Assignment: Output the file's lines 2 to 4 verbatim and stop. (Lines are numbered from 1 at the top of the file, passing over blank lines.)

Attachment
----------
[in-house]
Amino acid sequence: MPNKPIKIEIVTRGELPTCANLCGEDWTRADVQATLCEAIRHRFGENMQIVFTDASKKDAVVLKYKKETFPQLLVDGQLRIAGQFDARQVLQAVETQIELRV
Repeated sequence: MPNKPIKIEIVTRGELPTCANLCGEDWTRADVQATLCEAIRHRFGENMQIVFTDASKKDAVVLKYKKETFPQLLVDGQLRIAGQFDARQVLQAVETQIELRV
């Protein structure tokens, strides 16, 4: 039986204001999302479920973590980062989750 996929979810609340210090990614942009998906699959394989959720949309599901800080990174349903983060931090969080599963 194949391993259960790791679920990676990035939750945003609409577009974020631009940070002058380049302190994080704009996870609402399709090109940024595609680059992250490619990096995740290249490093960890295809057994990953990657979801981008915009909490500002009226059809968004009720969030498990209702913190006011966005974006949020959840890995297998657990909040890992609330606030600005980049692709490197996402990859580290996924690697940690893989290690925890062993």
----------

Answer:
Amino acid sequence: MPNKPIKIEIVTRGELPTCANLCGEDWTRADVQATLCEAIRHRFGENMQIVFTDASKKDAVVLKYKKETFPQLLVDGQLRIAGQFDARQVLQAVETQIELRV
Repeated sequence: MPNKPIKIEIVTRGELPTCANLCGEDWTRADVQATLCEAIRHRFGENMQIVFTDASKKDAVVLKYKKETFPQLLVDGQLRIAGQFDARQVLQAVETQIELRV
């Protein structure tokens, strides 16, 4: 039986204001999302479920973590980062989750 996929979810609340210090990614942009998906699959394989959720949309599901800080990174349903983060931090969080599963 194949391993259960790791679920990676990035939750945003609409577009974020631009940070002058380049302190994080704009996870609402399709090109940024595609680059992250490619990096995740290249490093960890295809057994990953990657979801981008915009909490500002009226059809968004009720969030498990209702913190006011966005974006949020959840890995297998657990909040890992609330606030600005980049692709490197996402990859580290996924690697940690893989290690925890062993």